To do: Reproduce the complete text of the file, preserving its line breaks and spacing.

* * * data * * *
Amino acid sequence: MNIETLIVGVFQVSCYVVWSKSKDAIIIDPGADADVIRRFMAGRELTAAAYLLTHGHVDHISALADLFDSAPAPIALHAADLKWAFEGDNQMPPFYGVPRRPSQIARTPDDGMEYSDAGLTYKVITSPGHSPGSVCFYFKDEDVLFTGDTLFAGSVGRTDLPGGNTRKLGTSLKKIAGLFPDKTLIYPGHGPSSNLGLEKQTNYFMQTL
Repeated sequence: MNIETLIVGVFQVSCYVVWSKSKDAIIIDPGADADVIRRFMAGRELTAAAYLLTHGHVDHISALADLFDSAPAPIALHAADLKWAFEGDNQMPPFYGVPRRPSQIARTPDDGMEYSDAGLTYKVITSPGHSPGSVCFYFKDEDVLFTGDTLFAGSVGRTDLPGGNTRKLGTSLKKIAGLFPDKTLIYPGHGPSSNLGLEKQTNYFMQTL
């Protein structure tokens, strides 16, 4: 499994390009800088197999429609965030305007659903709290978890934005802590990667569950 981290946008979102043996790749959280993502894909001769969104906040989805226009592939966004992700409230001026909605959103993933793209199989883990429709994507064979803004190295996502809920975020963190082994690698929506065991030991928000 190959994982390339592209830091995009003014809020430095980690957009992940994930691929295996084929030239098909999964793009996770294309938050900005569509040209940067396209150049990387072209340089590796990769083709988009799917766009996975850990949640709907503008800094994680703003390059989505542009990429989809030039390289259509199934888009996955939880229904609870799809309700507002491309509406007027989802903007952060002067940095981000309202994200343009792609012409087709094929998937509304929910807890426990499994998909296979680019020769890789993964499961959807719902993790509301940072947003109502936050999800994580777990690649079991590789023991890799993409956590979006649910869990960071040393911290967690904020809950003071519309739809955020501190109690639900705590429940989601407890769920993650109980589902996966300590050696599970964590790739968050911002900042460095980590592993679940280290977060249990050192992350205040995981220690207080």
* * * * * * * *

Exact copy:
Amino acid sequence: MNIETLIVGVFQVSCYVVWSKSKDAIIIDPGADADVIRRFMAGRELTAAAYLLTHGHVDHISALADLFDSAPAPIALHAADLKWAFEGDNQMPPFYGVPRRPSQIARTPDDGMEYSDAGLTYKVITSPGHSPGSVCFYFKDEDVLFTGDTLFAGSVGRTDLPGGNTRKLGTSLKKIAGLFPDKTLIYPGHGPSSNLGLEKQTNYFMQTL
Repeated sequence: MNIETLIVGVFQVSCYVVWSKSKDAIIIDPGADADVIRRFMAGRELTAAAYLLTHGHVDHISALADLFDSAPAPIALHAADLKWAFEGDNQMPPFYGVPRRPSQIARTPDDGMEYSDAGLTYKVITSPGHSPGSVCFYFKDEDVLFTGDTLFAGSVGRTDLPGGNTRKLGTSLKKIAGLFPDKTLIYPGHGPSSNLGLEKQTNYFMQTL
């Protein structure tokens, strides 16, 4: 499994390009800088197999429609965030305007659903709290978890934005802590990667569950 981290946008979102043996790749959280993502894909001769969104906040989805226009592939966004992700409230001026909605959103993933793209199989883990429709994507064979803004190295996502809920975020963190082994690698929506065991030991928000 190959994982390339592209830091995009003014809020430095980690957009992940994930691929295996084929030239098909999964793009996770294309938050900005569509040209940067396209150049990387072209340089590796990769083709988009799917766009996975850990949640709907503008800094994680703003390059989505542009990429989809030039390289259509199934888009996955939880229904609870799809309700507002491309509406007027989802903007952060002067940095981000309202994200343009792609012409087709094929998937509304929910807890426990499994998909296979680019020769890789993964499961959807719902993790509301940072947003109502936050999800994580777990690649079991590789023991890799993409956590979006649910869990960071040393911290967690904020809950003071519309739809955020501190109690639900705590429940989601407890769920993650109980589902996966300590050696599970964590790739968050911002900042460095980590592993679940280290977060249990050192992350205040995981220690207080």